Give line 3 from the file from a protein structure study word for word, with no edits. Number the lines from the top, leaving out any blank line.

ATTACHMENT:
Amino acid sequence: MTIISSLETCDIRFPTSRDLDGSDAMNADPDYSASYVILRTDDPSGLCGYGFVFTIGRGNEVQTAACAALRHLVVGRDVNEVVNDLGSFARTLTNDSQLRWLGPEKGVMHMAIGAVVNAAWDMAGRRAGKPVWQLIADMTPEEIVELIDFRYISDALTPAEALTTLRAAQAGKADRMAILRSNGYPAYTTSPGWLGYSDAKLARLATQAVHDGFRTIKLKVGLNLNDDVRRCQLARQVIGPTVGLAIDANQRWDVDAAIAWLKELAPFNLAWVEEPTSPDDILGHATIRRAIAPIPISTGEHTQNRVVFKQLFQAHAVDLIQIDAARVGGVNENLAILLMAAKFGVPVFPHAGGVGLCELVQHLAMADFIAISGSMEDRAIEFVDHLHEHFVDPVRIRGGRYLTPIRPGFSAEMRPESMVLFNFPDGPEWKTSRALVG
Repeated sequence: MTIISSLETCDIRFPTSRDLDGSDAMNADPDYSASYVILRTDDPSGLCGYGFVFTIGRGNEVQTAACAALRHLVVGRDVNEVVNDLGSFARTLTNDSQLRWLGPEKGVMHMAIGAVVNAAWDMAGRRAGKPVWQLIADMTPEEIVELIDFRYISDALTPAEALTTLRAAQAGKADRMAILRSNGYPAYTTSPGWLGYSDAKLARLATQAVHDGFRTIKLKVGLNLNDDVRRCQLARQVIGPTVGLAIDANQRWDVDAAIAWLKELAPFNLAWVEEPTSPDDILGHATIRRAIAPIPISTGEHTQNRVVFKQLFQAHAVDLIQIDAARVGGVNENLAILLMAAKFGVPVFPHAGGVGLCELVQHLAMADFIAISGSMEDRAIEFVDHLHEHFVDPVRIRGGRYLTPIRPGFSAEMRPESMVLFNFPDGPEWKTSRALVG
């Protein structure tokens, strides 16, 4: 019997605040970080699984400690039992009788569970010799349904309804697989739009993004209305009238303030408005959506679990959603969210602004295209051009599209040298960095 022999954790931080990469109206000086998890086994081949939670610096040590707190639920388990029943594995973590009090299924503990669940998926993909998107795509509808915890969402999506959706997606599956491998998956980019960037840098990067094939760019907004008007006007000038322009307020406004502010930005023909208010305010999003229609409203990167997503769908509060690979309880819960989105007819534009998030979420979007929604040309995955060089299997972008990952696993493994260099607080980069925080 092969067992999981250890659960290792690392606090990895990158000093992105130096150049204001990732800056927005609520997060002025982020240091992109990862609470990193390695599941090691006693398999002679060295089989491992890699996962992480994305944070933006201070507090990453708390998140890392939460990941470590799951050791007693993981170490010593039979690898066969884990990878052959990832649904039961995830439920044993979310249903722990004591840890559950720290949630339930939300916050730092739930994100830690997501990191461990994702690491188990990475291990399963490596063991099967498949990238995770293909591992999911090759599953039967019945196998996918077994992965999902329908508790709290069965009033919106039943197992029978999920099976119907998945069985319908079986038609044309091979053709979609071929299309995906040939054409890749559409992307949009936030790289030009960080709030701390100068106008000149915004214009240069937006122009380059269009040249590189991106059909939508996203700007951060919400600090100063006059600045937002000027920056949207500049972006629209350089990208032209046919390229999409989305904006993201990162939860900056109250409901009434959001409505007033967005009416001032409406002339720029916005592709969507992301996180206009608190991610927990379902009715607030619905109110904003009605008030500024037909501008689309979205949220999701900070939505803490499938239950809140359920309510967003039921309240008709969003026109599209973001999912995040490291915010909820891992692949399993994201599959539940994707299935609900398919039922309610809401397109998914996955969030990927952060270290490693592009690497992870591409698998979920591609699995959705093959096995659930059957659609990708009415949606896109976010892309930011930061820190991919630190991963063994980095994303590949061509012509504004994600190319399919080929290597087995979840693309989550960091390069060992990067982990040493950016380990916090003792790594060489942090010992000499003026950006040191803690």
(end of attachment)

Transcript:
């Protein structure tokens, strides 16, 4: 019997605040970080699984400690039992009788569970010799349904309804697989739009993004209305009238303030408005959506679990959603969210602004295209051009599209040298960095 022999954790931080990469109206000086998890086994081949939670610096040590707190639920388990029943594995973590009090299924503990669940998926993909998107795509509808915890969402999506959706997606599956491998998956980019960037840098990067094939760019907004008007006007000038322009307020406004502010930005023909208010305010999003229609409203990167997503769908509060690979309880819960989105007819534009998030979420979007929604040309995955060089299997972008990952696993493994260099607080980069925080 092969067992999981250890659960290792690392606090990895990158000093992105130096150049204001990732800056927005609520997060002025982020240091992109990862609470990193390695599941090691006693398999002679060295089989491992890699996962992480994305944070933006201070507090990453708390998140890392939460990941470590799951050791007693993981170490010593039979690898066969884990990878052959990832649904039961995830439920044993979310249903722990004591840890559950720290949630339930939300916050730092739930994100830690997501990191461990994702690491188990990475291990399963490596063991099967498949990238995770293909591992999911090759599953039967019945196998996918077994992965999902329908508790709290069965009033919106039943197992029978999920099976119907998945069985319908079986038609044309091979053709979609071929299309995906040939054409890749559409992307949009936030790289030009960080709030701390100068106008000149915004214009240069937006122009380059269009040249590189991106059909939508996203700007951060919400600090100063006059600045937002000027920056949207500049972006629209350089990208032209046919390229999409989305904006993201990162939860900056109250409901009434959001409505007033967005009416001032409406002339720029916005592709969507992301996180206009608190991610927990379902009715607030619905109110904003009605008030500024037909501008689309979205949220999701900070939505803490499938239950809140359920309510967003039921309240008709969003026109599209973001999912995040490291915010909820891992692949399993994201599959539940994707299935609900398919039922309610809401397109998914996955969030990927952060270290490693592009690497992870591409698998979920591609699995959705093959096995659930059957659609990708009415949606896109976010892309930011930061820190991919630190991963063994980095994303590949061509012509504004994600190319399919080929290597087995979840693309989550960091390069060992990067982990040493950016380990916090003792790594060489942090010992000499003026950006040191803690």